Cybercriminals used sophisticated technology to fool Cody Mullenaux, a small business owner, convincing him that they were from Chase's fraud department. They stole over $120,000 in wire transfer fraud. They expect the threat to increase in severity this year. Chase was not responsible for paying Mullenaux's stolen money because of regulatory loopholes that were exploited by scammers. While banks have invested huge amounts in cybersecurity and fraud detection, what happens when criminal strategies are so sophisticated that they can fool bank employees? It meant Cody Mullenaux had more than $120,000 wired to his Chase checking account. There was little chance of him ever recovering his stolen funds. Mullenaux, a small-business owner of 40 years, was caught up in the scandal on December 19. He was shopping for Christmas presents for his daughter when he got a call from someone claiming to represent Chase fraud. Mullenaux did not believe it suspicious because the 800 number matched Chase customer support. The person then asked Mullenaux to log in via a secure link sent by text message. He clicked the link and found that the website opened was legitimate. The website looked identical to his Chase bank app so he logged into it. Mullenaux said that it never crossed his mind that he was not talking with a legitimate Chase representative. No longer is a suspicious link or email the only thing consumers should be concerned about. Cybercriminals have evolved into multi-pronged scammers. Multiple criminals are now working together to implement sophisticated strategies that use readymade software. These kits can be disguised as phone numbers or mimic login pages at victim's banks. Cybersecurity experts believe it is a serious threat, and that this is driving an increase in activity. It's only going to get worse, they predict. Unfortunately, these scams don't always require the bank to return the stolen funds. Mullenaux claimed that he noticed large sums of money being moved between his accounts after he was logged into the system. He was told by the person on the other end that someone was trying to steal his money. They suggested that he wire money to his bank supervisor to secure his account. He was terrified that his hard-earned savings would be taken. Mullenaux stated that he spoke on the phone for almost three hours and followed the instructions. He also answered any additional security questions. CNBC reviewed Mullenaux’s cell records, bank information, and images of the link and text message he received. Scammers. What Mullenaux, the founder and inventor of Aquaphant (a technology company that converts moisture in the air into water) didn't realize was that the person on the other end of the line was part of a sophisticated team of cybercriminals. Mullenaux was speaking with a fake fraud department representative, but a second scammer was calling Chase in order to authorize wire transfers. The second scammer was then given all the information Mullenaux had provided to him regarding security questions. The fraudsters were able to give the correct answers, convincing Chase employees that they were talking to the account holder. It worked. After the Chase employee convinced Mullenaux was calling to authorize three wire transfers, $120,000 vanished from the Chase account. Despite his best efforts, none of it has ever been recovered. CNBC received a statement from Chase. A Chase spokesperson stated that banks will not ask customers or businesses to send money to anyone to stop fraud. However, scammers will. Call the number on your card back or visit a bank to confirm that you are speaking with Chase. Courtesy of Cody MullenauxCody Mullenaux is the inventor and founder at Aquaphant. This technology company converts moisture from air into water. He lives with his family.
There is little recourse for victims in wire frauds, Mullenaux stated. He feels defeated and frustrated by his efforts to recover the stolen funds. Mullenaux stated that scammers always have a step ahead of customers. He added that his money would have been more secure in a shoebox rather than in a bank that cybercriminals are targeting. Federal Trade Commission advises customers who suspect they have wire transferred money to scammers to immediately notify their bank and request that the fraud be stopped. CNBC was told by the FTC that it is crucial to get funds returned via fraudulent wire transfers. CNBC was told by the FTC that victims should report the crime to both the FBI's Internet Crime Complaint Center and the FBI's Internet Crime Complaint Center as soon as possible. Mullenaux stated that he noticed something was wrong when his funds were not returned to his account the next day. He drove straight to Chase Bank, where he was informed that he had been the victim of fraud. Mullenaux stated that the matter was not handled in an urgent manner and that a reverse wire transfer, which the FTC recommends customers request, wasn't offered. Mullenaux claimed that the branch employee informed him that he would be receiving a packet by mail in 10 days. This packet contained information that he could use to file a claim. Mullenaux requested the packet immediately. Mullenaux completed the packet and submitted it that day. This claim and another Mullenaux's were denied by the executive branch. According to the employees who investigated the matter, Mullenaux called to authorize wire transfers. Courtesy of Cody MullenauxCody Mullenaux with his daughter. Mullenaux was shopping for Christmas gifts when he got a call from an impersonating Chase fraud department employee.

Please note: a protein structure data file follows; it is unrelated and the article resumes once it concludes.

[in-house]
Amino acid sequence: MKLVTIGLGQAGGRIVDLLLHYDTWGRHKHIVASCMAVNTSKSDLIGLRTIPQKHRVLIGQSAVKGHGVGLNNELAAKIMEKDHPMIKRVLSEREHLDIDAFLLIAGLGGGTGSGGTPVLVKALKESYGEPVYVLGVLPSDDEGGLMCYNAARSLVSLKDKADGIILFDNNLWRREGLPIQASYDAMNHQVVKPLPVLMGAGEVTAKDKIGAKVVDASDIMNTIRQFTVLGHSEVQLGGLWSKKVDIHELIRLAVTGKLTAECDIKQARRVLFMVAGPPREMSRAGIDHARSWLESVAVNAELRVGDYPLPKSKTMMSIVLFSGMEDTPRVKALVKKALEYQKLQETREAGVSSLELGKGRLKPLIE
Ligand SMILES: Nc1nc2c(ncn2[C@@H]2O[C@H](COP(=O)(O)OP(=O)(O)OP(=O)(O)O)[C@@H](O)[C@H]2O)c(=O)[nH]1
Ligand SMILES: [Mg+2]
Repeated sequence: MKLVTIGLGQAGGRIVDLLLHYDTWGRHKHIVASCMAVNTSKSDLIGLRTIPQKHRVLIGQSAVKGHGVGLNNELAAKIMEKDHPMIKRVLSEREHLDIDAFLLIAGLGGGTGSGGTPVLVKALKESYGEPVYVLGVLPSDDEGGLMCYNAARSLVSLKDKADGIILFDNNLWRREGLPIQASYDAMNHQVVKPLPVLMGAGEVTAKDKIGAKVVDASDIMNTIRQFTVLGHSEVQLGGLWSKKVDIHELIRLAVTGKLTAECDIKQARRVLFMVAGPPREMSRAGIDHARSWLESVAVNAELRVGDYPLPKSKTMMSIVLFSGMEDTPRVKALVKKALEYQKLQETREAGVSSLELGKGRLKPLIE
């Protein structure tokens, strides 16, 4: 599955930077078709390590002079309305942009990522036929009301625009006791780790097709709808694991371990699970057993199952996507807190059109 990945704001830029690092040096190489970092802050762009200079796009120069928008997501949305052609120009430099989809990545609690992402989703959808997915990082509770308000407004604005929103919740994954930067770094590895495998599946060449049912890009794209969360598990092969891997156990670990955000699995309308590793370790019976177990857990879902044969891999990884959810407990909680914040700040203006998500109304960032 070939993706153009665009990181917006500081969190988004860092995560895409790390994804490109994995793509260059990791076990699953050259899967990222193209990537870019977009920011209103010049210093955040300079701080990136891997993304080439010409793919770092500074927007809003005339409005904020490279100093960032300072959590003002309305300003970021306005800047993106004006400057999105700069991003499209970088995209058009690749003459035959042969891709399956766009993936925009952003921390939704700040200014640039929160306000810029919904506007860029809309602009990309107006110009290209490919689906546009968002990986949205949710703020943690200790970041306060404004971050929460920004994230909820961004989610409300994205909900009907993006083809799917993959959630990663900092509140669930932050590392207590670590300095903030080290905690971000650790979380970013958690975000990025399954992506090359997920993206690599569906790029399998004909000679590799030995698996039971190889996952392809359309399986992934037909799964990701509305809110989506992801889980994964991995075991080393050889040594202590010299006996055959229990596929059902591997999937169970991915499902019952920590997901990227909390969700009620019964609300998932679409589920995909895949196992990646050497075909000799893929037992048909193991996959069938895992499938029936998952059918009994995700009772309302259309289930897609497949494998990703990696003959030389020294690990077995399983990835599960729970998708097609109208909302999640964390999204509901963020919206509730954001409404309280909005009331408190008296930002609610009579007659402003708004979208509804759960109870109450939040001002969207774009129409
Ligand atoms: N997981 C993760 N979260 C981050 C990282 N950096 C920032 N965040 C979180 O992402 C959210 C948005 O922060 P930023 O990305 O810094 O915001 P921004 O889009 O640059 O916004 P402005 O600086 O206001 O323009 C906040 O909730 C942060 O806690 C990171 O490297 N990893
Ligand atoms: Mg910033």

CNBC gave Chase Mullenaux's cell phone records, which showed that he had not made any outgoing calls to Chase on this day. These records are also consistent with wire transfer records that show it was not Mullenaux calling Chase to authorize wire transfers. All three were authorized while Mullenaux was on the phone with scammers. But, the bank didn't change its decision. Mullenaux's claim that he was calling to authorize wire transfers was again denied. He had given the criminals his personal information. Scammers used regulatory loopholes. Whether they realized it or not, the scammers successfully exploited two loopholes within current consumer protection legislation. Chase was not required to replace Mullenaux’s stolen funds. Banks are not required to reimburse stolen funds if a customer is tricked to send money to a cybercriminal. The Electronic Fund Transfer Act covers all types of electronic transactions, including peer-to-peer and online payments. However, banks are required by law to reimburse customers if funds are stolen without authorization. Wire transfers, which involve money being transferred from one bank to the other, are not covered by the Act. This also excludes fraud involving paper checks or prepaid cards. Before initiating wire transfers, the cybercriminals transferred funds from Mullenaux’s personal savings and checking accounts to his business account. Regulation E is designed to protect consumers from losing their money in an unauthorized transaction. It does not protect business accounts. Chase representatives said that Chase is still investigating the theft of funds. Mullenaux said that he is praying for this. "I pray this tragedy is somehow reconciled. That [bank] management sees the damage done to me and that my money is returned." Mullenaux also reported to the FBI's Internet Crime Complaint Center and the local police, but neither has contacted him. As-a-service offerings are expected to continue to grow in popularity as they not only lower the bar for low to medium-tier cybercriminals creating phishing campaigns but also allow the more advanced criminals to concentrate on one area and create sophisticated tactics and malware. Fitzpatrick stated that there was a 10% increase of phishing tools deployed in January 2023. The company experienced a 45% rise in phishing detections and alerts between 2022 and 2022. It's not only phishing schemes that are on the rise. Cyberattacks are all around. Check Point data showed that there was an increase of 52% in cyberattacks against the banking and finance sector in 2022 compared to 2021. Sergey Shykevich from Check Point, the manager of the threat group, stated that "the sophistication of cyberattacks has increased significantly over the past year." Cybercriminals no longer rely on sending spam emails or waiting for people to click them. They combine the email with phone calls, multifactor authentication fatigue attacks, and other methods. Both cybersecurity experts agreed that banks should do more to educate their customers. Shykevich suggested that banks invest in stronger threat intelligence to detect and block cybercriminals' methods. Shykevich gave an example of comparing a login with a person's "digital fingerprint," which is calculated based on data like the account's browser, screen resolution and keyboard language. Best advice: Hang up. Chase, federal agencies, and cybersecurity experts all agreed on one thing: If a customer gets a call from their bank asking for information, hang up. An FTC spokesperson stated that if a customer receives a call, text, or email from someone claiming to be from their bank and alerting them to a problem, they should hang up. To trick victims into paying money, cybercriminals can spoof caller IDs and use stolen personal information. Send tips to EMAIL